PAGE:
Global Imaginary is an international student reading series that focuses on the vital exchange of language and ideas. The series will feature noted translators and welcomes students who have interests in poetry, short form prose, and translation. Students present a poem/short prose in their first language and its English translation. The series fosters creative compassion, opportunities for cross-cultural collaboration, and democratic idea sharing. This new series makes clear that it upholds all experiences and takes actionable steps to stand against systemic racism through the common language of literature.
Rooms of the Tongue: Languages & Realities
Monday November 16th, 7 pm
Alejandro Anreus was born in Havana, Cuba in 1960. He went into exile with his mother, grandmother and aunts in 1970 to the United States. He grew up in Elizabeth, NJ and received a PhD in art history from the Graduate Center, CUNY. He was the curator at the Jersey City Museum (1993-2001) and is the author of over sixty catalogue essays on modern and contemporary art, and five books on Latin American and Latino art. Since 2001 he is a professor of art history at William Paterson University, Wayne, NJ.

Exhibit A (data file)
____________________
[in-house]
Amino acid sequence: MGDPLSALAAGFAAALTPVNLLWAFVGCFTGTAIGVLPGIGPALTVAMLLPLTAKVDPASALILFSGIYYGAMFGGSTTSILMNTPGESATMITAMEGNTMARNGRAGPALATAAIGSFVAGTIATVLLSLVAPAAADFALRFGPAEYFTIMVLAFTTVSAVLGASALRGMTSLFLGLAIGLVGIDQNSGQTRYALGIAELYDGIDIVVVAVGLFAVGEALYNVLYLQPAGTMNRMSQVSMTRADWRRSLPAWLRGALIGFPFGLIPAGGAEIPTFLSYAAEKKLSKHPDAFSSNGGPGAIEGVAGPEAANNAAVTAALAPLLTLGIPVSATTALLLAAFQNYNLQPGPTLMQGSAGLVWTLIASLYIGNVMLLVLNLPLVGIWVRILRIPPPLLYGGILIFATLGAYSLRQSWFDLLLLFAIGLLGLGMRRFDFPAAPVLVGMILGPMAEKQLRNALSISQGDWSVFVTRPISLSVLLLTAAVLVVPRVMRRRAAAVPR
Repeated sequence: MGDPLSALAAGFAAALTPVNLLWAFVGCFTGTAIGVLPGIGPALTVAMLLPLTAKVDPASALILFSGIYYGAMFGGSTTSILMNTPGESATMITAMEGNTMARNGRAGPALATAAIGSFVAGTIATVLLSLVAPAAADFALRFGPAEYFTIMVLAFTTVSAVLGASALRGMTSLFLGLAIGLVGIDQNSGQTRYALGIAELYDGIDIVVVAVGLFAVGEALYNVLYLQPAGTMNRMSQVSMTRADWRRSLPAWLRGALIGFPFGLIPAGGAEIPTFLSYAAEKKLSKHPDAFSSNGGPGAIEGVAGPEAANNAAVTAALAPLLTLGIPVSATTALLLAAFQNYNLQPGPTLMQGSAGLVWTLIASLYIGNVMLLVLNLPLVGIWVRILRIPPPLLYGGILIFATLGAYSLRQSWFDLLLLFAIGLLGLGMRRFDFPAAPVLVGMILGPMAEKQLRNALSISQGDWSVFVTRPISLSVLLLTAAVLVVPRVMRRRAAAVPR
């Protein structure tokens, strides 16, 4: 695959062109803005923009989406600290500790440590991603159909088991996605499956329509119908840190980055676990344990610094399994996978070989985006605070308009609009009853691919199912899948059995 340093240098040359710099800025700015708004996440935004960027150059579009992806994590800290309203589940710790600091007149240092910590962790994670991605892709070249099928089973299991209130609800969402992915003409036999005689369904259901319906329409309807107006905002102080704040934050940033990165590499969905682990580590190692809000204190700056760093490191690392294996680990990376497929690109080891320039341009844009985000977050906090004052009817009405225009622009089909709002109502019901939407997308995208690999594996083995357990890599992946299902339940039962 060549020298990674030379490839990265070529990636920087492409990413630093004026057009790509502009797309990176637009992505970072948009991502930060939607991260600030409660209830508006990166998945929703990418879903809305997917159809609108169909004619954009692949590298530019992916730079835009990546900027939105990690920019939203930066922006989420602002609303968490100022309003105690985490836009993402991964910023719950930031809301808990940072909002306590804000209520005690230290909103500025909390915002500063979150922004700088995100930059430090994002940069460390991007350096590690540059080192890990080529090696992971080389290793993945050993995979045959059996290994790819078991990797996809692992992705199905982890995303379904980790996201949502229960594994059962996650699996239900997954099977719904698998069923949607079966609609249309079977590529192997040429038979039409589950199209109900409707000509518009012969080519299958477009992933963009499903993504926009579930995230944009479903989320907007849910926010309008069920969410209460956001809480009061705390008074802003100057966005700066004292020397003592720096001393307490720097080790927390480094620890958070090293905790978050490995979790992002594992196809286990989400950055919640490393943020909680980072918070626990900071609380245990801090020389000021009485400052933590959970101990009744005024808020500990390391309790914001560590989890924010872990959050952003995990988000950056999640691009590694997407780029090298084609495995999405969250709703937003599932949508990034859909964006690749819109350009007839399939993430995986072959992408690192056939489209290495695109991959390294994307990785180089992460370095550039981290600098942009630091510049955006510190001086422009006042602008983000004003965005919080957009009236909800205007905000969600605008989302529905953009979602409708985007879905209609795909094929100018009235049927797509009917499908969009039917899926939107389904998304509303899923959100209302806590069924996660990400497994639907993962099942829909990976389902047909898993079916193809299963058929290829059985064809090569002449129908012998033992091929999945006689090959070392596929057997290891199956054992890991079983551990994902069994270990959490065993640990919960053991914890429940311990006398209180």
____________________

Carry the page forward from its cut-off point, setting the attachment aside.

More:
He has published the following poetry collections: Memento Mori (2010, with watercolors by Arturo Rodríguez), Los Exiliados Sueñan (2014), Los Vientos de Cuaresma (2017) and Los Golpes de la Historia(2017). His poems have appeared in Bilingual Review, Revista Hispano Cubana de Cultura, Palimpsesto, Sibila and Diario de Cuba.
Mercia Kandukira is a PhD student at SUNY Binghamton where she studies Creative Writing. Her memoir in progress uses the Ovaherero/Nama Genocide which took place in Namibia during the years 1904-1908 as a backdrop and explores the traumatic repercussions of racial violence in modern day Namibia, specifically among the Nama and Herero descendants of those who survived inevitable extermination by the German Second Reich hitmen.
Joe Weil is an Associate Professor of Creative Writing at Binghamton University and author of several collections of poetry. Joe Weil’s latest books, published in 2020, are Helping the Village Idiot Feed the Chickens (Iniquity press/Vendetta books) and his new collection of poetry is called The Backwards Year (NYQ books).
Emily Sheremeta is a senior majoring in English and minoring in linguistics. She’s enrolled in the 4+1 Creative Writing program and is currently the vice president of Ellipsis, a campus literary magazine. She is the treasurer for the Alpha Delta Phi society and has been on their literary committee for the past 2 years to select student works for their publication, EELLS.
All readings will be online for the Fall 2020 semester.